Towards Gender Equality in the Arab/Middle East Region

Islam, Culture and Feminist Activism

2004 Occasional Paper
By Moghadam, Valentine M.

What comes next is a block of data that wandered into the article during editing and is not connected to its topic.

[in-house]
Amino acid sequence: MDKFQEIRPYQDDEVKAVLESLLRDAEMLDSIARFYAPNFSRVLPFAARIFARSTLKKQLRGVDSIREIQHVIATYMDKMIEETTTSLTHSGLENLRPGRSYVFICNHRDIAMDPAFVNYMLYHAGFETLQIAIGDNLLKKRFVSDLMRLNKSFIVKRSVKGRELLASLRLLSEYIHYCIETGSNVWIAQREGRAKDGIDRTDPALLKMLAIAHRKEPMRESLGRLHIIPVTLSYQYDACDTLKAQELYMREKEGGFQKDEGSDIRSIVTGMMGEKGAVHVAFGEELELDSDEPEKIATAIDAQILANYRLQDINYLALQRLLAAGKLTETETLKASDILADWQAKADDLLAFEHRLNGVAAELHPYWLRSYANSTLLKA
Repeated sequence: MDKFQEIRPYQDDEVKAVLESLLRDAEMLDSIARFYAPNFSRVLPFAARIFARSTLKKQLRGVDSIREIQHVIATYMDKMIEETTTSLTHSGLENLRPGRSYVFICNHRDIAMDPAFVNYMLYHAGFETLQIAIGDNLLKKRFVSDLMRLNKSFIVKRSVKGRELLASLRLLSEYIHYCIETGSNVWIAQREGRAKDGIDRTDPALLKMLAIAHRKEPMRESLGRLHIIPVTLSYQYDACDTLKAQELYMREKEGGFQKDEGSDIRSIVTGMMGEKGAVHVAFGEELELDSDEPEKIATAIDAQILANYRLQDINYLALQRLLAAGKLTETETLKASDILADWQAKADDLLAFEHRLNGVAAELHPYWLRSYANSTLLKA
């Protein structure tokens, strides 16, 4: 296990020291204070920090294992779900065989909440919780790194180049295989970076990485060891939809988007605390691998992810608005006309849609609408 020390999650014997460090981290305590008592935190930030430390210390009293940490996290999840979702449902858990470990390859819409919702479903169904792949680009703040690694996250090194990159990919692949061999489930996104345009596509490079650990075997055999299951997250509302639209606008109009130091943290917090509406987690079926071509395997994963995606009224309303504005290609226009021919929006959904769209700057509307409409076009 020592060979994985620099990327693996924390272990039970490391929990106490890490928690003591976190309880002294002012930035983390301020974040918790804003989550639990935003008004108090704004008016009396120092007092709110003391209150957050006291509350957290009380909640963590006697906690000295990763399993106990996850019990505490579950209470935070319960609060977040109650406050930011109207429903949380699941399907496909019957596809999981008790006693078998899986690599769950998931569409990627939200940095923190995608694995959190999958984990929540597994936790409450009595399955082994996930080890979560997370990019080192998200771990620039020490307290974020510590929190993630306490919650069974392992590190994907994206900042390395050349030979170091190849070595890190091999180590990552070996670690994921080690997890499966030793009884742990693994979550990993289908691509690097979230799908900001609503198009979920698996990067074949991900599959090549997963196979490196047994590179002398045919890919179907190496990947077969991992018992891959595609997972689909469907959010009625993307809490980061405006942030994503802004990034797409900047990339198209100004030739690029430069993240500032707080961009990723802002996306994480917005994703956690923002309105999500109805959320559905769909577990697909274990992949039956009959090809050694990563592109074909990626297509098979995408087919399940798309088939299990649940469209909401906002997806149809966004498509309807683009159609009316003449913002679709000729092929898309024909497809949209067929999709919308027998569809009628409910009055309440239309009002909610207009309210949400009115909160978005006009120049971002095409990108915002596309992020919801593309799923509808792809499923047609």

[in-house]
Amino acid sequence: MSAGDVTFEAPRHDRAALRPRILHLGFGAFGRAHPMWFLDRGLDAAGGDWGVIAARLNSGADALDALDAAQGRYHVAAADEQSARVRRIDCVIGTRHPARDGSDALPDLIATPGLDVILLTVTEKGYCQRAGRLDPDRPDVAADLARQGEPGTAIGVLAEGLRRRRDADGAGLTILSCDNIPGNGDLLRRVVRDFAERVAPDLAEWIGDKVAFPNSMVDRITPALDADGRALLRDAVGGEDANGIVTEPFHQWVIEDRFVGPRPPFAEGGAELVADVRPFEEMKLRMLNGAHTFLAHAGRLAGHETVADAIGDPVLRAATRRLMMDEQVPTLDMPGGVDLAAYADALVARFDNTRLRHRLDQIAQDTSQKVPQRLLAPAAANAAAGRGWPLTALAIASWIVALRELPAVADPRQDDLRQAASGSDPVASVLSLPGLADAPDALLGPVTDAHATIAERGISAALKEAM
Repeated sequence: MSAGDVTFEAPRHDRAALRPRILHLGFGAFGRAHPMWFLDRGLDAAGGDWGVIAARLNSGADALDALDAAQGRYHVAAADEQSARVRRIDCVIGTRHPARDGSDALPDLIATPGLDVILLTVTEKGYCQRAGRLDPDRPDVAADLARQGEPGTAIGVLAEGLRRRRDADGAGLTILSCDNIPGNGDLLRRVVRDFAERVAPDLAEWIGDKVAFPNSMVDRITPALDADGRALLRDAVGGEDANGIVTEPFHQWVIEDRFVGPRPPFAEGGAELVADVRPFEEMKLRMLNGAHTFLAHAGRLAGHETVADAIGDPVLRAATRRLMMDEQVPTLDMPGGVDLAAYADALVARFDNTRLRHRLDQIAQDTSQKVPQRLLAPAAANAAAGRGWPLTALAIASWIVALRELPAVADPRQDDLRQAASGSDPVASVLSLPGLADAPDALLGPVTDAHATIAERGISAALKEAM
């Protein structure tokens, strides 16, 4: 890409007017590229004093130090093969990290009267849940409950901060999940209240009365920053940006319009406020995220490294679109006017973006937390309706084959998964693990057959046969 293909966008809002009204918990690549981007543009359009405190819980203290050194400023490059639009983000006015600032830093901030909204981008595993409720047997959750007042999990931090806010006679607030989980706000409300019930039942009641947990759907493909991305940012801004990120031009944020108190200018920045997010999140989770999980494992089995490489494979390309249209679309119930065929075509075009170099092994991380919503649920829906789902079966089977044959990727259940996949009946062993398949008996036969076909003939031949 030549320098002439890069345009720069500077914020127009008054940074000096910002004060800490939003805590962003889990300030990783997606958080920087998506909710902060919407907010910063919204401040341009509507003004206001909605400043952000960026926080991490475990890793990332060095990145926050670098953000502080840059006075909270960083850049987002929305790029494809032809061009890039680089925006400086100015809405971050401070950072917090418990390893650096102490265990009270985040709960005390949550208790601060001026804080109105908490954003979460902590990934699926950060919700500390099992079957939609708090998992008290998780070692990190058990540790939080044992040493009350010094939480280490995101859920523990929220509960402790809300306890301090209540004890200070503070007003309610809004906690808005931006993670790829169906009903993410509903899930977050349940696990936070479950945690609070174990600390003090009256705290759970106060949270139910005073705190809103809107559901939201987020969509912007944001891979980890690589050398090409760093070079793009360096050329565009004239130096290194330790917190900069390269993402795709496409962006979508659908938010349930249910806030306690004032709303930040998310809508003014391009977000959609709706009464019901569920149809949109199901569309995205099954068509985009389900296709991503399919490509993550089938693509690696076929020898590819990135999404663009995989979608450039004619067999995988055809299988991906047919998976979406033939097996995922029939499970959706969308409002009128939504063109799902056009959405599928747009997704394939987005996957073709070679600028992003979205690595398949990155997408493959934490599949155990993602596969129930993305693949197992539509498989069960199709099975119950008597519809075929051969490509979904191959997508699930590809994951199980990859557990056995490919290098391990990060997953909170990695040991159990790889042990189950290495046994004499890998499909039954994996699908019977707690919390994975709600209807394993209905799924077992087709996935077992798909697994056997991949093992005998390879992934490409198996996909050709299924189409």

Social indicators and gender statistics reveal that women in the Arab region are on average more disadvantaged economically, politically, and socially than are women in other regions, and certainly more so than in regions with similar income levels or at similar stages of economic development (e.g., Latin America, Southeast Asia, East Asia). Arab women’s share of the formal non-agricultural labour force is relatively small, as is their share of earned income. Given the region’s oil wealth and urbanization, literacy and educational attainment rates are comparatively low, especially for the adult female population. Women also are under-represented in governance and decision-making positions. All Arab countries have in place family laws – also known as personal status codes – that confer upon women the status of dependent and minor with respect to marriage, divorce, child custody, and inheritance. Because of these family laws, states that have signed the Convention on the Elimination of All Forms of Discrimination Against Women have done so with significant reservations. Although the sexual division of labour operates in varying degrees in most of the world, it is particularly resilient in the Arab countries. Women remain associated primarily with their family roles, and a kind of “patriarchal gender contract” prevails across the region. The cumulative effect is gender-based discrimination and second-class citizenship for women, albeit in varying degrees across the countries of the region.